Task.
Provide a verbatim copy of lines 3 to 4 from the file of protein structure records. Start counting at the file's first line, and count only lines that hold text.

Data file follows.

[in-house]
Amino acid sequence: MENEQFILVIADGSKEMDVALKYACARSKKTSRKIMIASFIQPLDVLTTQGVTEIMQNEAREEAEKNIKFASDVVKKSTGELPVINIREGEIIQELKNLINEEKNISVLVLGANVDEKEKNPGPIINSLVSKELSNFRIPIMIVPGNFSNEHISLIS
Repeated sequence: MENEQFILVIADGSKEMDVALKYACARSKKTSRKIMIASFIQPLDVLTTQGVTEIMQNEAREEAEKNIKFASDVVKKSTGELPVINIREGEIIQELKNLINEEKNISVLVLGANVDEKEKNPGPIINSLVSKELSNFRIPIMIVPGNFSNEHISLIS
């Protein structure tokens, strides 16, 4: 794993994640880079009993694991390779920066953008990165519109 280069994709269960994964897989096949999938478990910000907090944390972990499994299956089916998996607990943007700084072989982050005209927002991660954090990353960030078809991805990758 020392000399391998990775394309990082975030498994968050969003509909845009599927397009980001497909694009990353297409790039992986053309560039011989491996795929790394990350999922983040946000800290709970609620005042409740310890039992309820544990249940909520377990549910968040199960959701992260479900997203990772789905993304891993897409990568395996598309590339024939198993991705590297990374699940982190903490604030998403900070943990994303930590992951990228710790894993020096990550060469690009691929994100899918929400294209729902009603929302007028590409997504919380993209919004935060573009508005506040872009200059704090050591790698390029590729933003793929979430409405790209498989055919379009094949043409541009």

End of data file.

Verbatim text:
Repeated sequence: MENEQFILVIADGSKEMDVALKYACARSKKTSRKIMIASFIQPLDVLTTQGVTEIMQNEAREEAEKNIKFASDVVKKSTGELPVINIREGEIIQELKNLINEEKNISVLVLGANVDEKEKNPGPIINSLVSKELSNFRIPIMIVPGNFSNEHISLIS
């Protein structure tokens, strides 16, 4: 794993994640880079009993694991390779920066953008990165519109 280069994709269960994964897989096949999938478990910000907090944390972990499994299956089916998996607990943007700084072989982050005209927002991660954090990353960030078809991805990758 020392000399391998990775394309990082975030498994968050969003509909845009599927397009980001497909694009990353297409790039992986053309560039011989491996795929790394990350999922983040946000800290709970609620005042409740310890039992309820544990249940909520377990549910968040199960959701992260479900997203990772789905993304891993897409990568395996598309590339024939198993991705590297990374699940982190903490604030998403900070943990994303930590992951990228710790894993020096990550060469690009691929994100899918929400294209729902009603929302007028590409997504919380993209919004935060573009508005506040872009200059704090050591790698390029590729933003793929979430409405790209498989055919379009094949043409541009």